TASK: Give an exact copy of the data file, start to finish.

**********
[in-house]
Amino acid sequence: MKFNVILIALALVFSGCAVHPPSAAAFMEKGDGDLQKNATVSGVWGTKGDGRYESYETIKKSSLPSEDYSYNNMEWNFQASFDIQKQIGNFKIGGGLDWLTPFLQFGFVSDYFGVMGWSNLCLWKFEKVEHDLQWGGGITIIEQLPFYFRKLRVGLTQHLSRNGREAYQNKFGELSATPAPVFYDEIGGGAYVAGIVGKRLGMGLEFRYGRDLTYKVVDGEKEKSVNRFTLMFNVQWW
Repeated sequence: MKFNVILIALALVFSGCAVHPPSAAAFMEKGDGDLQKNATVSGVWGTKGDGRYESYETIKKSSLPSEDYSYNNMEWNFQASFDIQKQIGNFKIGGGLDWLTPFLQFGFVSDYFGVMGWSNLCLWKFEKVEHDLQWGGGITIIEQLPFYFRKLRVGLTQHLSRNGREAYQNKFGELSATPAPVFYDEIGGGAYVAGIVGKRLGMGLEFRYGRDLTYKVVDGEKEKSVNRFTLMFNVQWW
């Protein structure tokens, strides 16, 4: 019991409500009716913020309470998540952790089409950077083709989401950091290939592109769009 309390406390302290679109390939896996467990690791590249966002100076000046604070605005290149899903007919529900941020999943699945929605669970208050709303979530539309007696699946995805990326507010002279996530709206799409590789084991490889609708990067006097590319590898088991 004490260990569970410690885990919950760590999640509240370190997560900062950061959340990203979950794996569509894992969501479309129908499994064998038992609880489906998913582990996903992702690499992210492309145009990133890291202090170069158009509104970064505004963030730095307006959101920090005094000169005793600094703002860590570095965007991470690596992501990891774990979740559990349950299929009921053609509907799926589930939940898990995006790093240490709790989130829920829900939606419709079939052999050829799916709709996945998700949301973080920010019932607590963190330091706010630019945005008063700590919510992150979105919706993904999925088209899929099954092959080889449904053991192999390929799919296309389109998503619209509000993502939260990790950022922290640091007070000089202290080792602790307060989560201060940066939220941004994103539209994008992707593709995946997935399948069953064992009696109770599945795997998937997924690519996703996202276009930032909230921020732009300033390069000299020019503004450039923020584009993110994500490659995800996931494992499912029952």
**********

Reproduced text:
[in-house]
Amino acid sequence: MKFNVILIALALVFSGCAVHPPSAAAFMEKGDGDLQKNATVSGVWGTKGDGRYESYETIKKSSLPSEDYSYNNMEWNFQASFDIQKQIGNFKIGGGLDWLTPFLQFGFVSDYFGVMGWSNLCLWKFEKVEHDLQWGGGITIIEQLPFYFRKLRVGLTQHLSRNGREAYQNKFGELSATPAPVFYDEIGGGAYVAGIVGKRLGMGLEFRYGRDLTYKVVDGEKEKSVNRFTLMFNVQWW
Repeated sequence: MKFNVILIALALVFSGCAVHPPSAAAFMEKGDGDLQKNATVSGVWGTKGDGRYESYETIKKSSLPSEDYSYNNMEWNFQASFDIQKQIGNFKIGGGLDWLTPFLQFGFVSDYFGVMGWSNLCLWKFEKVEHDLQWGGGITIIEQLPFYFRKLRVGLTQHLSRNGREAYQNKFGELSATPAPVFYDEIGGGAYVAGIVGKRLGMGLEFRYGRDLTYKVVDGEKEKSVNRFTLMFNVQWW
């Protein structure tokens, strides 16, 4: 019991409500009716913020309470998540952790089409950077083709989401950091290939592109769009 309390406390302290679109390939896996467990690791590249966002100076000046604070605005290149899903007919529900941020999943699945929605669970208050709303979530539309007696699946995805990326507010002279996530709206799409590789084991490889609708990067006097590319590898088991 004490260990569970410690885990919950760590999640509240370190997560900062950061959340990203979950794996569509894992969501479309129908499994064998038992609880489906998913582990996903992702690499992210492309145009990133890291202090170069158009509104970064505004963030730095307006959101920090005094000169005793600094703002860590570095965007991470690596992501990891774990979740559990349950299929009921053609509907799926589930939940898990995006790093240490709790989130829920829900939606419709079939052999050829799916709709996945998700949301973080920010019932607590963190330091706010630019945005008063700590919510992150979105919706993904999925088209899929099954092959080889449904053991192999390929799919296309389109998503619209509000993502939260990790950022922290640091007070000089202290080792602790307060989560201060940066939220941004994103539209994008992707593709995946997935399948069953064992009696109770599945795997998937997924690519996703996202276009930032909230921020732009300033390069000299020019503004450039923020584009993110994500490659995800996931494992499912029952």